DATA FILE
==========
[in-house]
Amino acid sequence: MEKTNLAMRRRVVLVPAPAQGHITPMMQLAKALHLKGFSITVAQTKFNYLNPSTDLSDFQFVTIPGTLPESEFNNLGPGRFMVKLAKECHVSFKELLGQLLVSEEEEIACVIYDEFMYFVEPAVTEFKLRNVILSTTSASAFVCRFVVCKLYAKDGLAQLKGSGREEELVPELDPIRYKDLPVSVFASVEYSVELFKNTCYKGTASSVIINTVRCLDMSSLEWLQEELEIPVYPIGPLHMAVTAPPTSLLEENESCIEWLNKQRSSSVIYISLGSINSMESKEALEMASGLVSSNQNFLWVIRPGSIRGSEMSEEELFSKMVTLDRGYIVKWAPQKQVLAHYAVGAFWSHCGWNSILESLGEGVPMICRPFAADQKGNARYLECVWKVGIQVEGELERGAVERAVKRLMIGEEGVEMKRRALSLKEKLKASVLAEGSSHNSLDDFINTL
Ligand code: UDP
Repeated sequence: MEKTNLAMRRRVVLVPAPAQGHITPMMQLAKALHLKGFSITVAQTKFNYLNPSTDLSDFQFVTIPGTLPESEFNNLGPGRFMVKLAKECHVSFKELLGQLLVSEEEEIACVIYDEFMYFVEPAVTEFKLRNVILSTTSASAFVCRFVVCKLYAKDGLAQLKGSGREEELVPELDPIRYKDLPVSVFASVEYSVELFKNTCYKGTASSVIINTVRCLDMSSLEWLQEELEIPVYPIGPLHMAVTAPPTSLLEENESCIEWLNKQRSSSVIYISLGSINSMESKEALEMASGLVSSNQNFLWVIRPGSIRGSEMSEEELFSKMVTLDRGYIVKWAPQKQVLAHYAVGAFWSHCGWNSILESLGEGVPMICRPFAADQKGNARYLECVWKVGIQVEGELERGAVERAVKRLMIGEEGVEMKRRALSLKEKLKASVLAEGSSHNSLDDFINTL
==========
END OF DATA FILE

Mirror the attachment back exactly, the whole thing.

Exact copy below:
[in-house]
Amino acid sequence: MEKTNLAMRRRVVLVPAPAQGHITPMMQLAKALHLKGFSITVAQTKFNYLNPSTDLSDFQFVTIPGTLPESEFNNLGPGRFMVKLAKECHVSFKELLGQLLVSEEEEIACVIYDEFMYFVEPAVTEFKLRNVILSTTSASAFVCRFVVCKLYAKDGLAQLKGSGREEELVPELDPIRYKDLPVSVFASVEYSVELFKNTCYKGTASSVIINTVRCLDMSSLEWLQEELEIPVYPIGPLHMAVTAPPTSLLEENESCIEWLNKQRSSSVIYISLGSINSMESKEALEMASGLVSSNQNFLWVIRPGSIRGSEMSEEELFSKMVTLDRGYIVKWAPQKQVLAHYAVGAFWSHCGWNSILESLGEGVPMICRPFAADQKGNARYLECVWKVGIQVEGELERGAVERAVKRLMIGEEGVEMKRRALSLKEKLKASVLAEGSSHNSLDDFINTL
Ligand code: UDP
Repeated sequence: MEKTNLAMRRRVVLVPAPAQGHITPMMQLAKALHLKGFSITVAQTKFNYLNPSTDLSDFQFVTIPGTLPESEFNNLGPGRFMVKLAKECHVSFKELLGQLLVSEEEEIACVIYDEFMYFVEPAVTEFKLRNVILSTTSASAFVCRFVVCKLYAKDGLAQLKGSGREEELVPELDPIRYKDLPVSVFASVEYSVELFKNTCYKGTASSVIINTVRCLDMSSLEWLQEELEIPVYPIGPLHMAVTAPPTSLLEENESCIEWLNKQRSSSVIYISLGSINSMESKEALEMASGLVSSNQNFLWVIRPGSIRGSEMSEEELFSKMVTLDRGYIVKWAPQKQVLAHYAVGAFWSHCGWNSILESLGEGVPMICRPFAADQKGNARYLECVWKVGIQVEGELERGAVERAVKRLMIGEEGVEMKRRALSLKEKLKASVLAEGSSHNSLDDFINTL